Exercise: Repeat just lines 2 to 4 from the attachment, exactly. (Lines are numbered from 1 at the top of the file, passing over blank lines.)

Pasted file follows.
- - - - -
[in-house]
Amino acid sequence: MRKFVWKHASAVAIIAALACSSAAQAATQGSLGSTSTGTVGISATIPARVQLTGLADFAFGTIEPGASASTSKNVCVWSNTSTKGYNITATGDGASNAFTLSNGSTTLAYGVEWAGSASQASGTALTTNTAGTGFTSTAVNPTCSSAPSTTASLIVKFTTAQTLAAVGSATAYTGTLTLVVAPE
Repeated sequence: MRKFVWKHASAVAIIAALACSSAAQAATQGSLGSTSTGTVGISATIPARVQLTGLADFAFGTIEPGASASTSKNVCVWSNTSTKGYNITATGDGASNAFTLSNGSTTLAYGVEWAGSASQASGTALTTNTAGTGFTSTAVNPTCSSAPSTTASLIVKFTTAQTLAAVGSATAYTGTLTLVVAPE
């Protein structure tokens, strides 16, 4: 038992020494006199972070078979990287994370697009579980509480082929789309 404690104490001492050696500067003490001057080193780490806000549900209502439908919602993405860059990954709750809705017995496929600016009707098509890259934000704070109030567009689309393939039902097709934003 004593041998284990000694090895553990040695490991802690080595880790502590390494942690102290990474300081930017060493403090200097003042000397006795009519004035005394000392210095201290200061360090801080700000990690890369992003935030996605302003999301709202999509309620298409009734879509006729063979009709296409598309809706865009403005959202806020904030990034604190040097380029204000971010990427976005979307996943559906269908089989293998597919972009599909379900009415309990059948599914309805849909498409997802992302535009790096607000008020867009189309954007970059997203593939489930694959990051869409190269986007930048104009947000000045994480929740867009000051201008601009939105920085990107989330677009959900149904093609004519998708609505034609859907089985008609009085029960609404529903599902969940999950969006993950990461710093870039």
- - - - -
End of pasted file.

Amino acid sequence: MRKFVWKHASAVAIIAALACSSAAQAATQGSLGSTSTGTVGISATIPARVQLTGLADFAFGTIEPGASASTSKNVCVWSNTSTKGYNITATGDGASNAFTLSNGSTTLAYGVEWAGSASQASGTALTTNTAGTGFTSTAVNPTCSSAPSTTASLIVKFTTAQTLAAVGSATAYTGTLTLVVAPE
Repeated sequence: MRKFVWKHASAVAIIAALACSSAAQAATQGSLGSTSTGTVGISATIPARVQLTGLADFAFGTIEPGASASTSKNVCVWSNTSTKGYNITATGDGASNAFTLSNGSTTLAYGVEWAGSASQASGTALTTNTAGTGFTSTAVNPTCSSAPSTTASLIVKFTTAQTLAAVGSATAYTGTLTLVVAPE
């Protein structure tokens, strides 16, 4: 038992020494006199972070078979990287994370697009579980509480082929789309 404690104490001492050696500067003490001057080193780490806000549900209502439908919602993405860059990954709750809705017995496929600016009707098509890259934000704070109030567009689309393939039902097709934003 004593041998284990000694090895553990040695490991802690080595880790502590390494942690102290990474300081930017060493403090200097003042000397006795009519004035005394000392210095201290200061360090801080700000990690890369992003935030996605302003999301709202999509309620298409009734879509006729063979009709296409598309809706865009403005959202806020904030990034604190040097380029204000971010990427976005979307996943559906269908089989293998597919972009599909379900009415309990059948599914309805849909498409997802992302535009790096607000008020867009189309954007970059997203593939489930694959990051869409190269986007930048104009947000000045994480929740867009000051201008601009939105920085990107989330677009959900149904093609004519998708609505034609859907089985008609009085029960609404529903599902969940999950969006993950990461710093870039």